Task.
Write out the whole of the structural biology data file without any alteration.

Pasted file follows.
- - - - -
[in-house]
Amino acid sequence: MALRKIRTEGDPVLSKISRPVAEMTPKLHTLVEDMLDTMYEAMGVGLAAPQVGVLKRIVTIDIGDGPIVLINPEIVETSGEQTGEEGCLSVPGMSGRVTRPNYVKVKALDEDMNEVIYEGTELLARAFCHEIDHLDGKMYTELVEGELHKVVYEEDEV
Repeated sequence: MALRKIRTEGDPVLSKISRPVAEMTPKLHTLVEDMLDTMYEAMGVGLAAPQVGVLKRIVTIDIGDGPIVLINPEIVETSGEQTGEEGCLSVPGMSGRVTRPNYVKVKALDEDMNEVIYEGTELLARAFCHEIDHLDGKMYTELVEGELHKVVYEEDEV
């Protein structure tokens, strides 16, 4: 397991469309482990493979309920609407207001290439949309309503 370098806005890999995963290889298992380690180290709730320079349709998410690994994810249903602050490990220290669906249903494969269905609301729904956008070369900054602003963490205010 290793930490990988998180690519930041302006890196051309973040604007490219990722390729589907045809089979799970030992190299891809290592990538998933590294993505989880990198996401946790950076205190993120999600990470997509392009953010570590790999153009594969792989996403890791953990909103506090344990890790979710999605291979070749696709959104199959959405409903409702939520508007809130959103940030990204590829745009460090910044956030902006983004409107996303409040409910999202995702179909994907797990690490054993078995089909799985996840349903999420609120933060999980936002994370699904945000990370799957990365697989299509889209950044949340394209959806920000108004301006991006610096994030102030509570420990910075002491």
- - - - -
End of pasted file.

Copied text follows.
[in-house]
Amino acid sequence: MALRKIRTEGDPVLSKISRPVAEMTPKLHTLVEDMLDTMYEAMGVGLAAPQVGVLKRIVTIDIGDGPIVLINPEIVETSGEQTGEEGCLSVPGMSGRVTRPNYVKVKALDEDMNEVIYEGTELLARAFCHEIDHLDGKMYTELVEGELHKVVYEEDEV
Repeated sequence: MALRKIRTEGDPVLSKISRPVAEMTPKLHTLVEDMLDTMYEAMGVGLAAPQVGVLKRIVTIDIGDGPIVLINPEIVETSGEQTGEEGCLSVPGMSGRVTRPNYVKVKALDEDMNEVIYEGTELLARAFCHEIDHLDGKMYTELVEGELHKVVYEEDEV
């Protein structure tokens, strides 16, 4: 397991469309482990493979309920609407207001290439949309309503 370098806005890999995963290889298992380690180290709730320079349709998410690994994810249903602050490990220290669906249903494969269905609301729904956008070369900054602003963490205010 290793930490990988998180690519930041302006890196051309973040604007490219990722390729589907045809089979799970030992190299891809290592990538998933590294993505989880990198996401946790950076205190993120999600990470997509392009953010570590790999153009594969792989996403890791953990909103506090344990890790979710999605291979070749696709959104199959959405409903409702939520508007809130959103940030990204590829745009460090910044956030902006983004409107996303409040409910999202995702179909994907797990690490054993078995089909799985996840349903999420609120933060999980936002994370699904945000990370799957990365697989299509889209950044949340394209959806920000108004301006991006610096994030102030509570420990910075002491």